Beyond the numbers: the human cost of the crisis

Transcript

In October, policymakers from around the world will gather in Washington DC to take stock of global economic prospects.

Our view is that for the first time since 2010 the prognosis for a sustained recovery in the advanced economies is expected to be positive. We expect the Eurozone will post growth of less than 1% in 2014 and the US will grow even faster.

There are however risks to this outlook. In the US, lawmakers will need to approve the US budget and extend the debt ceiling. And some emerging economies like India and Brazil remain vulnerable as capital has started to flow from their economies back to advanced economies.

This complicates the picture for the policymakers meeting in Washington DC.

At a time when optimism picks up, its easy to focus on the improving economic numbers and ignore the human costs of the crisis. This month, we've focused our attention on the state of the global job market. Here are our conclusions from our analysis:

We found that labour markets in advanced economies remain bruised as they've lost around 7 million jobs since the second quarter of 2008. On the flipside, emerging markets have created around 44 million jobs in the same period. In other words, for every job lost in the West, emerging economies have managed to create around 6. This explains the unemployment rate in advanced economies which has been higher than 8% for more than 4 years.

Policymakers and businesses are adjusting to these realities. For example, central banks like the Fed have been able to deploy large volumes of liquidity whilst keeping inflation under reasonable control. Had the labour market been in a better state, the scope for keeping monetary policy so loose would be much less.

And businesses in the US are adjusting to an environment where people are unemployed for longer which means they will have to spend more resources on training their newly hired staff.

At a glance

In October, policymakers from around the world will gather in Washington DC to take stock of global economic prospects. For the first time since 2010 the prognosis for a sustained recovery in the advanced economies is expected to be positive.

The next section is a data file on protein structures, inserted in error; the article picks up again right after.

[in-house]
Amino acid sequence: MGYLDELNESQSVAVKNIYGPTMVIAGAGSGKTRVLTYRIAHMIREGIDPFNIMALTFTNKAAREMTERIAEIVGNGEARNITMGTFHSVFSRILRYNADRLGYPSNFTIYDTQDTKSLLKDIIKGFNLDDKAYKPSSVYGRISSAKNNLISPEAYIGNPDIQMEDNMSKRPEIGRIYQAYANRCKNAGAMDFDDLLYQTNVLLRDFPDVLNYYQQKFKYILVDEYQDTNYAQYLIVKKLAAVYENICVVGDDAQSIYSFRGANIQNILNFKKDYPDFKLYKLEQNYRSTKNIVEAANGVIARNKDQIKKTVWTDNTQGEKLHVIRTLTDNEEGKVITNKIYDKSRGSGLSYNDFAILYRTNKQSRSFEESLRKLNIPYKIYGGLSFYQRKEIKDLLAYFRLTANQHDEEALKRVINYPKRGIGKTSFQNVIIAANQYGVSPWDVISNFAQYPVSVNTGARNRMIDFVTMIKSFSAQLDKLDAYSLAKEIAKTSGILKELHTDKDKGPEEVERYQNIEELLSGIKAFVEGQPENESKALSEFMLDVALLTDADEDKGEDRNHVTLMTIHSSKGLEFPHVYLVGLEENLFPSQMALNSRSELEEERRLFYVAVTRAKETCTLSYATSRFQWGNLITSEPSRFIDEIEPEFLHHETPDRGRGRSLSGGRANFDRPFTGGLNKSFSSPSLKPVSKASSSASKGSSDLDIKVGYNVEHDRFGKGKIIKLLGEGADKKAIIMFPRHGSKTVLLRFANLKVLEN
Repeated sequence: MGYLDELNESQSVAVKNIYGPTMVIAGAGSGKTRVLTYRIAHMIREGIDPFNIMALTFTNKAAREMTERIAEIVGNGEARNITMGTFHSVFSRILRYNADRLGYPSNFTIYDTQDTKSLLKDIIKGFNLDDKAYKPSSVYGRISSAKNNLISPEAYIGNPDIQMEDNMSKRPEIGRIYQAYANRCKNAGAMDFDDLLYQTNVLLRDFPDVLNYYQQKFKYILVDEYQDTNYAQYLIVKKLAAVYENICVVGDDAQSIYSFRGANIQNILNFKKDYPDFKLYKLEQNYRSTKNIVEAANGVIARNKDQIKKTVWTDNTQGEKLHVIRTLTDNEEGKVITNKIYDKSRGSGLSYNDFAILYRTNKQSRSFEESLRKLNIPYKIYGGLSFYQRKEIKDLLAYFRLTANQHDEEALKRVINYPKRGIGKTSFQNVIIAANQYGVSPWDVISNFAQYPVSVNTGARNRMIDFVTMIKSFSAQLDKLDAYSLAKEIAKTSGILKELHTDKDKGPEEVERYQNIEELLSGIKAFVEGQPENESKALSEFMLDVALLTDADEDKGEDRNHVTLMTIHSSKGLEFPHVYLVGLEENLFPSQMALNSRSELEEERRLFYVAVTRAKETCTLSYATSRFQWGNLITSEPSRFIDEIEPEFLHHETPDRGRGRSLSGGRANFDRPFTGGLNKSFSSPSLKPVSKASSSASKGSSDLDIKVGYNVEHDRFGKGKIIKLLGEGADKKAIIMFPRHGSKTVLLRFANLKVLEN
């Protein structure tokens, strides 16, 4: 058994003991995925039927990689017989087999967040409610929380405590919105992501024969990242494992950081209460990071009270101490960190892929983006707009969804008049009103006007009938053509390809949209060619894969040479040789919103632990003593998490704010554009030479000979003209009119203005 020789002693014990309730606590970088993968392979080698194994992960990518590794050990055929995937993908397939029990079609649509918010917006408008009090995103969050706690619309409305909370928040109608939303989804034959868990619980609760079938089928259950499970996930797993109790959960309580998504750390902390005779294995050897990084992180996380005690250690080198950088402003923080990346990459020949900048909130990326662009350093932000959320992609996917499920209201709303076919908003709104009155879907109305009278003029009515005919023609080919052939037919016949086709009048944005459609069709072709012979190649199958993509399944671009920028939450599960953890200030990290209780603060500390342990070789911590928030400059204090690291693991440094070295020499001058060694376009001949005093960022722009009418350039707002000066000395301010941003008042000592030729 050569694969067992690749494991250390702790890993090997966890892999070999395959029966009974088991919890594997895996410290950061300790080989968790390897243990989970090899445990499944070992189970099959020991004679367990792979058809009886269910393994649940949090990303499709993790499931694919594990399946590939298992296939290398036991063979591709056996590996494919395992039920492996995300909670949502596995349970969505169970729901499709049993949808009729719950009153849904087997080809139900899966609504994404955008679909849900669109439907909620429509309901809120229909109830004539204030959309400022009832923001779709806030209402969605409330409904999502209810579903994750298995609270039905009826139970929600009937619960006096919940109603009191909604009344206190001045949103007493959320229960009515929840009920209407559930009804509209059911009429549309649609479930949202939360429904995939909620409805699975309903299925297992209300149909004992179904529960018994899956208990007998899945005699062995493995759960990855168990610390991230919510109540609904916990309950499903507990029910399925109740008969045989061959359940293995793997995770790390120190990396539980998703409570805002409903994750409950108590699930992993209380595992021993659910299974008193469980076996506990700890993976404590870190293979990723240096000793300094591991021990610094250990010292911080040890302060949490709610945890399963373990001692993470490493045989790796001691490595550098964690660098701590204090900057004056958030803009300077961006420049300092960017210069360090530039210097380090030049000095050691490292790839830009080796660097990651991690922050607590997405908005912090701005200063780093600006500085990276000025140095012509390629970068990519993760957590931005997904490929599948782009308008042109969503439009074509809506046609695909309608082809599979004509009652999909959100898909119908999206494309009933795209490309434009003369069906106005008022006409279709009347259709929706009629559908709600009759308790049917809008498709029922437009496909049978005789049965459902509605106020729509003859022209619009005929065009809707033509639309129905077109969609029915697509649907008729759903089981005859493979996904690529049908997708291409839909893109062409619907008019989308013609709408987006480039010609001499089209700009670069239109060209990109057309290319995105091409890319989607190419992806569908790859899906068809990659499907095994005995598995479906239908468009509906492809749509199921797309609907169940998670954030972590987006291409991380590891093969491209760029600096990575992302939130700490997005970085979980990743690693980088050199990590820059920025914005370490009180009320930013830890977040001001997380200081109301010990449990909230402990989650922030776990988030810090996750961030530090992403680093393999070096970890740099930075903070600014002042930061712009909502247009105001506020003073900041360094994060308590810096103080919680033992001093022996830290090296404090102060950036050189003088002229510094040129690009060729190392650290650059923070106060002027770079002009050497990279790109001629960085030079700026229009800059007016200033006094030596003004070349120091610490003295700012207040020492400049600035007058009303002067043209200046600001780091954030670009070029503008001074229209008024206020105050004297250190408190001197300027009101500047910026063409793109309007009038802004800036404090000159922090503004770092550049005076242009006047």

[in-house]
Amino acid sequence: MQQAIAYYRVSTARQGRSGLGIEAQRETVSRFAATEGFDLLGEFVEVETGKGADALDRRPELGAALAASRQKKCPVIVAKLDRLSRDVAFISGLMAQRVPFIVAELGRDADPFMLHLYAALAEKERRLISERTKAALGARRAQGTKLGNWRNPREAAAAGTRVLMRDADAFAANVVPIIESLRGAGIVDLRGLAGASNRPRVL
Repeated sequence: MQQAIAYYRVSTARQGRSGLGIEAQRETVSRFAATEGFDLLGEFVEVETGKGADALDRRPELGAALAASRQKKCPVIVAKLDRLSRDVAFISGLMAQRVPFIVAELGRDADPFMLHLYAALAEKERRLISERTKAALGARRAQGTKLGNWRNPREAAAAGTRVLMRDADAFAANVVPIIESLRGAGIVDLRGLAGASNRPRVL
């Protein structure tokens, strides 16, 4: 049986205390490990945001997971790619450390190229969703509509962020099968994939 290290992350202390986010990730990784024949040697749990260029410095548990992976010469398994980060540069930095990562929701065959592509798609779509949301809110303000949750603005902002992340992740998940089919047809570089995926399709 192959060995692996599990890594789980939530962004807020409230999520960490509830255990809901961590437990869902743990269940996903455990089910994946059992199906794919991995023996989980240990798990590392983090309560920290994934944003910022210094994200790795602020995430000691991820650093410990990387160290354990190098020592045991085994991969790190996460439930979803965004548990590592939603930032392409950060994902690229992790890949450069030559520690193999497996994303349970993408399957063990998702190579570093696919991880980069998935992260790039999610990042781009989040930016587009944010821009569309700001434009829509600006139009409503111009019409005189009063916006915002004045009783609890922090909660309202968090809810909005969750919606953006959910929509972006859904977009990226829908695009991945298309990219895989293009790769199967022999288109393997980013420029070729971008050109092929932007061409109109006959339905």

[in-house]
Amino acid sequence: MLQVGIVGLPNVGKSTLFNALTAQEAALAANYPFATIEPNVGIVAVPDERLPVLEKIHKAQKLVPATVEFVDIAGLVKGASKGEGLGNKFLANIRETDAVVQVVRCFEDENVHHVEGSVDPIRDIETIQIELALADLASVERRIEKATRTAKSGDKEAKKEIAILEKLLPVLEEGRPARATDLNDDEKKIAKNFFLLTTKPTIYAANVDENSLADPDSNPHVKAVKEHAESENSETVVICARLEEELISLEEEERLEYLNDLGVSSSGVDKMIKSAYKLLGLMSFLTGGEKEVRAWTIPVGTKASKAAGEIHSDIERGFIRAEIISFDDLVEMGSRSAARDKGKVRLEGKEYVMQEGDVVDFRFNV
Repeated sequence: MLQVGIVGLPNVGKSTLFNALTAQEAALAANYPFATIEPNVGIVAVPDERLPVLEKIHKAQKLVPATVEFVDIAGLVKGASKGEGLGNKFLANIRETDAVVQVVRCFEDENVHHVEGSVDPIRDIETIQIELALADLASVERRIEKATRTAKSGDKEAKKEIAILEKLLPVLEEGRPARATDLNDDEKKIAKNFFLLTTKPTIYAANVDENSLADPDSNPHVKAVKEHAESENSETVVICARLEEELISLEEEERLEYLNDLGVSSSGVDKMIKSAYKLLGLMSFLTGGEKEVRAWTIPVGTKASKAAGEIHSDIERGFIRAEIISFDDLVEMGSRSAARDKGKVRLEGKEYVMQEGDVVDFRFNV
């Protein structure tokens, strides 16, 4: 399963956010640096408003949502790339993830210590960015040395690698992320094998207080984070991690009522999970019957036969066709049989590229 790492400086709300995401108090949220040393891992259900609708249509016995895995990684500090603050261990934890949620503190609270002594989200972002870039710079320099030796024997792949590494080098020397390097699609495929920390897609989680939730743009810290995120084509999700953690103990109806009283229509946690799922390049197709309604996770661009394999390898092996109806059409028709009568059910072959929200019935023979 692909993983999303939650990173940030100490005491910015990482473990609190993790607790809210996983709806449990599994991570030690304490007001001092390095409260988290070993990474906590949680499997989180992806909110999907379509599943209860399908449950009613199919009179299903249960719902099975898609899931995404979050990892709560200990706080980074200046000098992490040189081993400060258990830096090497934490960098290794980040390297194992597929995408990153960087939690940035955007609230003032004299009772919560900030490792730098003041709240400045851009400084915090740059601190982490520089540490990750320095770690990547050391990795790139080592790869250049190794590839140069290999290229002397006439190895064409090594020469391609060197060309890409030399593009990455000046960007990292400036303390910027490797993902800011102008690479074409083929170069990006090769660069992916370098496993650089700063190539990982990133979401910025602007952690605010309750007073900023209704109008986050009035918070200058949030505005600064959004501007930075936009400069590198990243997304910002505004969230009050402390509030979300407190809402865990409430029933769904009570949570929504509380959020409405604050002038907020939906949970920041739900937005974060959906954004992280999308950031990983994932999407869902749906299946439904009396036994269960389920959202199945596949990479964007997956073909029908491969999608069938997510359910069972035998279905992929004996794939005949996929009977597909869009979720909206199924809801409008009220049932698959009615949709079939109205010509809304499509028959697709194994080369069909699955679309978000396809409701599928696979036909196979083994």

Specifically, we expect the Eurozone will continue to pick up gradually, posting average growth of just under 1%  in 2014. The US is projected to expand by a respectable 2.7% next year.

But, despite an improving picture among advanced economies, the global economy is still only expect to grow by around 3% next year.

This is because emerging economies like India, Indonesia, Turkey, South Africa and Brazil have run into trouble as capital has started to flow back to the advanced economies. This complicates the picture for the policymakers meeting in Washington.

At the same time, downside risks for the advanced economies are also apparent. The Eurozone is still in the early stages of setting up its future banking infrastructure. The US is gearing up for further budget and debt ceiling negotiations. And improved growth in advanced economies is pushing up long-term market interest rates, which is having a knock-on impact on funding costs around the world.

Labour markets in advanced economies remain bruised. In this edition, we have taken a look at the human cost of the crisis. Since the second quarter of 2008, advanced economies have lost around 7 million jobs. Put into context, in the same period, the world economy created 37 million jobs. In other words, for every job lost in the West, the emerging economies have managed to create around six – about 44 million in total.

Policymakers and businesses are adjusting to these new realities. On the plus side, greater spare capacity in advanced economies has meant that the Fed and other central banks have been able to pump large volumes of liquidity into markets while simultaneously keeping inflation under reasonable control. On the flipside, workers, particularly those in the US, who remain unemployed for longer periods are prone to losing some of their skills. US businesses are therefore having to dedicate more resources to training newly hired staff, which could impact their margins, especially in the short-term.

Chart of the month

Unemployment remains stubbornly high in advanced economies